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Posted July 24, 2014

Adding Custom Methods to Data Models with Angular $resource


Sauce Labs software developer Alan Christopher Thomas and his team have been hard at work updating our stack. He shared with us some insight into their revised dev process, so we thought we’d show off what he’s done. Read his follow-up post below. Thanks for your great feedback to this post. Previously we examined three different approaches to modeling data in AngularJS. We've since incorporated some of your feedback, so we wanted to share that information here. One of our commenters made mention of a cleaner approach to adding custom methods to $resource models when our API response response allows it, using angular.extend(). In this implementation, we're imagining an API response that looks like this:

[ { "breakpointed": null, "browser": "android", "browser_short_version": "4.3", ... }, { ... } ... ]

Each of the response objects in the list is a "Job" that contains a whole lot of metadata about an individual job that's been run in the Sauce cloud. We want to be able to iterate over the jobs to build a list for our users, showing the outcome of each: "Pass," "Fail," etc. Our template looks something like this:

{{ job.getResult() }} {{ }}

Note the job.getResult() call. In order to get this convenience, however, we need to be able to attach a getResult() method to each Job returned in the response. So, here's what the model looks like, using Angular $resource:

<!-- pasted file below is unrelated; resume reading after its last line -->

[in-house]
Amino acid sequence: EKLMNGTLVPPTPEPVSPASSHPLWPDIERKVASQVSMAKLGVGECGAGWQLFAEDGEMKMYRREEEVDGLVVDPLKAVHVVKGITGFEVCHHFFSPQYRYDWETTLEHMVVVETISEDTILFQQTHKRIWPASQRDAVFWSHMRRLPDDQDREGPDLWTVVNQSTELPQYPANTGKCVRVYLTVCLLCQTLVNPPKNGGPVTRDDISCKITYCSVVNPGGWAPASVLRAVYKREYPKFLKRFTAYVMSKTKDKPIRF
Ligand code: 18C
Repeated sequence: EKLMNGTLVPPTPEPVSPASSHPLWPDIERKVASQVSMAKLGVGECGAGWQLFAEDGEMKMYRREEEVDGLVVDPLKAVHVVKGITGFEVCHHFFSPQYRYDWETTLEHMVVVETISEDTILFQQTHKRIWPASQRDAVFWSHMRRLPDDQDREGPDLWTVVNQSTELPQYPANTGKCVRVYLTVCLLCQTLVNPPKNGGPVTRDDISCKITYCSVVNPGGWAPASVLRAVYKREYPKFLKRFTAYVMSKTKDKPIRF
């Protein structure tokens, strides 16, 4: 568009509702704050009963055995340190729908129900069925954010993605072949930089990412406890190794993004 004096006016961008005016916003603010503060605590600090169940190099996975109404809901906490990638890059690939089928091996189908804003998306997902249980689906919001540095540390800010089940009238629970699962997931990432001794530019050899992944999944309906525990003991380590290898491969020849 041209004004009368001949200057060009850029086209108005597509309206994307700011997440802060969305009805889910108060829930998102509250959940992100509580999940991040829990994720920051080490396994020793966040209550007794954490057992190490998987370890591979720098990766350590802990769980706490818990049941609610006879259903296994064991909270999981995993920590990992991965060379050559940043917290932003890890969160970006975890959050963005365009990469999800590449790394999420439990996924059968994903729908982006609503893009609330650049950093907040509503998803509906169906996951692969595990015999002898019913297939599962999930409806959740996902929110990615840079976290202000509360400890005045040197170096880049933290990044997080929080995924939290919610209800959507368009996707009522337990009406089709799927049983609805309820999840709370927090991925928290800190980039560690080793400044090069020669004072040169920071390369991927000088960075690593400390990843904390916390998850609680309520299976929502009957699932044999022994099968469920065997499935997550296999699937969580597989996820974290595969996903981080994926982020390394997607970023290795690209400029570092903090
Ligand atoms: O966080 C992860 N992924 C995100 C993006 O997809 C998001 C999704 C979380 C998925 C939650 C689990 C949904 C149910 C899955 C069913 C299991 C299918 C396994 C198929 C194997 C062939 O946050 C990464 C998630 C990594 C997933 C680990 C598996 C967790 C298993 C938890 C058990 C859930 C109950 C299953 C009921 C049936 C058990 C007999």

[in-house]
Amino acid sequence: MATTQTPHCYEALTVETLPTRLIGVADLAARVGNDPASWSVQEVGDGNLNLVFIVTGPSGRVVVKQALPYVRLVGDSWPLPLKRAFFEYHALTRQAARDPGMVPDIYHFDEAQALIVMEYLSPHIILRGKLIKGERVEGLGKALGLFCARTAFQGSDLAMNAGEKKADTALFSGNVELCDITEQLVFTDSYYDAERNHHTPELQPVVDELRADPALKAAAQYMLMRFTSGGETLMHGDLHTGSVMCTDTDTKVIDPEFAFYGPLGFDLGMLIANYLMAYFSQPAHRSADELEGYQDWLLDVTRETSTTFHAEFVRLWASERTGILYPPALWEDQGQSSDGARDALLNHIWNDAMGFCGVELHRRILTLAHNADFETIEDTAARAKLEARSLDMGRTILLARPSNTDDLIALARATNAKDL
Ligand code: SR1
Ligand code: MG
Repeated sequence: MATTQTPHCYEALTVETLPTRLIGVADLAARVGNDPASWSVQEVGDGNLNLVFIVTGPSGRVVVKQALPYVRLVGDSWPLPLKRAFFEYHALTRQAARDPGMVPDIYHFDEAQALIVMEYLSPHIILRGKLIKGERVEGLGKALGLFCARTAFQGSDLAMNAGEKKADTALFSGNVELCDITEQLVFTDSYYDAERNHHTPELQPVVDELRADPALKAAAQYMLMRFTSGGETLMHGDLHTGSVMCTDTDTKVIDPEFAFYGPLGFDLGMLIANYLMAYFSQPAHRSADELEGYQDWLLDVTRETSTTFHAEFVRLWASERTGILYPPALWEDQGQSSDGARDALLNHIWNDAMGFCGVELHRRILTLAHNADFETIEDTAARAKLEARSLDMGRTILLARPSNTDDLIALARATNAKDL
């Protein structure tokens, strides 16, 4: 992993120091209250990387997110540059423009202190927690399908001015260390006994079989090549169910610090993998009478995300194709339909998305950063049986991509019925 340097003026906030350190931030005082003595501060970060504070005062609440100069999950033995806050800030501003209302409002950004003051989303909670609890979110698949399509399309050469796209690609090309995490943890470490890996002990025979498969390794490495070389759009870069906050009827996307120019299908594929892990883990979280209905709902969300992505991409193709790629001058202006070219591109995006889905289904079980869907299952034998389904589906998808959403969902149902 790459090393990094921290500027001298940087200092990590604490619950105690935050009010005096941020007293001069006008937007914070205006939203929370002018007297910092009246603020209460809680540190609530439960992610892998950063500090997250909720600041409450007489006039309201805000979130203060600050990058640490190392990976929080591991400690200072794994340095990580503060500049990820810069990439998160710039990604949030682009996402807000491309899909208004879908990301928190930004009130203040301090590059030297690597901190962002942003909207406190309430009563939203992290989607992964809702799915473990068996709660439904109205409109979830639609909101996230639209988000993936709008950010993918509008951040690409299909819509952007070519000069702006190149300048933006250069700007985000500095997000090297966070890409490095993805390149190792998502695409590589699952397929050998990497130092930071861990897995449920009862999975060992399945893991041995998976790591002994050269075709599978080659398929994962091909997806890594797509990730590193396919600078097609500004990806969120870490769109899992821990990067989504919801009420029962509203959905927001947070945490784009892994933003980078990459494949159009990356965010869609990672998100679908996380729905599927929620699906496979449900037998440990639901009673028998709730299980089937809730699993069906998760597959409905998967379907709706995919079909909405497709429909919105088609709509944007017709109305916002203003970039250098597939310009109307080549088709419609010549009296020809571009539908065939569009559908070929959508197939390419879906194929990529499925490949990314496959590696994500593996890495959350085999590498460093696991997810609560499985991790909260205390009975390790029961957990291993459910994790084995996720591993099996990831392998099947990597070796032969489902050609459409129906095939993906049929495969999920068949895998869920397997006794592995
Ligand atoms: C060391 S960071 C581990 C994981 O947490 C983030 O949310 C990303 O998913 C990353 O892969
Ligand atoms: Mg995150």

angular.module('job.models', []) .factory('Job', ['$resource', function($resource) { var Job = $resource('/api/jobs/:jobId', { full: 'true', jobId: '@id' }); angular.extend(Job.prototype, { getResult: function() { if (this.status == 'complete') { if (this.passed === null) return "Finished"; else if (this.passed === true) return "Pass"; else if (this.passed === false) return "Fail"; } else return "Running"; } }); return Job; }]);

Note that since each resulting object returned by $resource is a Job object itself, we can simply extend Job.prototype to include the behavior we want for every individual job instance. Then, our controller looks like this (revised from the original post to make use of the not-so-obvious promise):

angular.module('job.controllers', []) .controller('jobsController', ['$scope', '$http', 'Job', function($scope, $http, Job) { $scope.loadJobs = function() { $scope.isLoading = true; var jobs = Job.query().$promise.then(function(jobs) { $ = jobs; }); };

The simplicity of this example makes $resource a much more attractive option for our team's data-modeling needs, especially considering that for simple applications, custom behavior isn't incredibly unwieldy to implement. - Alan Christopher Thomas, Software Developer, Sauce Labs

Jul 24, 2014
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